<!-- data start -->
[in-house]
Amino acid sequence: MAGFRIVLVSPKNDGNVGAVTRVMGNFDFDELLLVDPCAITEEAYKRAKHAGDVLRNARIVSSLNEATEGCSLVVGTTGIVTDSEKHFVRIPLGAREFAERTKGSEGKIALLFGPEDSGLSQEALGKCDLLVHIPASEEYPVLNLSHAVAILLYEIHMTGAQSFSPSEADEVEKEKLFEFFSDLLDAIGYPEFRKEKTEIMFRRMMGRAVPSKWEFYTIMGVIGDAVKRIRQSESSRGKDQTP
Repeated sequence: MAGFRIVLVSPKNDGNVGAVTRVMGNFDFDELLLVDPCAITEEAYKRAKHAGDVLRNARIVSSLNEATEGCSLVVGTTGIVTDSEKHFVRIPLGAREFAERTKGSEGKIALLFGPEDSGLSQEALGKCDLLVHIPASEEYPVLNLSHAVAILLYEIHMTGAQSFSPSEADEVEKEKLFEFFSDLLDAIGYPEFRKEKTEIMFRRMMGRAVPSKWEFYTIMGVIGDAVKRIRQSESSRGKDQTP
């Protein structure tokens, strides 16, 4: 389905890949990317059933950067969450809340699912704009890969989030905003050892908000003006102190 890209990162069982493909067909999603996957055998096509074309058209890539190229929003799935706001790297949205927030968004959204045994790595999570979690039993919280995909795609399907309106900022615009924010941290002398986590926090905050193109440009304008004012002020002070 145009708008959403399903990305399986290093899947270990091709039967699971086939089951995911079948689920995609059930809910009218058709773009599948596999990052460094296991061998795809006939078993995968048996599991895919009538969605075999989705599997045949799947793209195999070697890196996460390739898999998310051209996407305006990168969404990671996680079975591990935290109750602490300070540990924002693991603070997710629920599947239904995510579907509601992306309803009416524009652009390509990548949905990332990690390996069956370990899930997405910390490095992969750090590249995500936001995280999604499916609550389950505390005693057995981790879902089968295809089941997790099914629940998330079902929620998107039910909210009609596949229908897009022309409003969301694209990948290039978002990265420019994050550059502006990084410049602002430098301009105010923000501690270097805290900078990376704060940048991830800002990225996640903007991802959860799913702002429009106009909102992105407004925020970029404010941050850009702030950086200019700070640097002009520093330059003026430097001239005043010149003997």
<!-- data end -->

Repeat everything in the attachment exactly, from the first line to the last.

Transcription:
[in-house]
Amino acid sequence: MAGFRIVLVSPKNDGNVGAVTRVMGNFDFDELLLVDPCAITEEAYKRAKHAGDVLRNARIVSSLNEATEGCSLVVGTTGIVTDSEKHFVRIPLGAREFAERTKGSEGKIALLFGPEDSGLSQEALGKCDLLVHIPASEEYPVLNLSHAVAILLYEIHMTGAQSFSPSEADEVEKEKLFEFFSDLLDAIGYPEFRKEKTEIMFRRMMGRAVPSKWEFYTIMGVIGDAVKRIRQSESSRGKDQTP
Repeated sequence: MAGFRIVLVSPKNDGNVGAVTRVMGNFDFDELLLVDPCAITEEAYKRAKHAGDVLRNARIVSSLNEATEGCSLVVGTTGIVTDSEKHFVRIPLGAREFAERTKGSEGKIALLFGPEDSGLSQEALGKCDLLVHIPASEEYPVLNLSHAVAILLYEIHMTGAQSFSPSEADEVEKEKLFEFFSDLLDAIGYPEFRKEKTEIMFRRMMGRAVPSKWEFYTIMGVIGDAVKRIRQSESSRGKDQTP
């Protein structure tokens, strides 16, 4: 389905890949990317059933950067969450809340699912704009890969989030905003050892908000003006102190 890209990162069982493909067909999603996957055998096509074309058209890539190229929003799935706001790297949205927030968004959204045994790595999570979690039993919280995909795609399907309106900022615009924010941290002398986590926090905050193109440009304008004012002020002070 145009708008959403399903990305399986290093899947270990091709039967699971086939089951995911079948689920995609059930809910009218058709773009599948596999990052460094296991061998795809006939078993995968048996599991895919009538969605075999989705599997045949799947793209195999070697890196996460390739898999998310051209996407305006990168969404990671996680079975591990935290109750602490300070540990924002693991603070997710629920599947239904995510579907509601992306309803009416524009652009390509990548949905990332990690390996069956370990899930997405910390490095992969750090590249995500936001995280999604499916609550389950505390005693057995981790879902089968295809089941997790099914629940998330079902929620998107039910909210009609596949229908897009022309409003969301694209990948290039978002990265420019994050550059502006990084410049602002430098301009105010923000501690270097805290900078990376704060940048991830800002990225996640903007991802959860799913702002429009106009909102992105407004925020970029404010941050850009702030950086200019700070640097002009520093330059003026430097001239005043010149003997």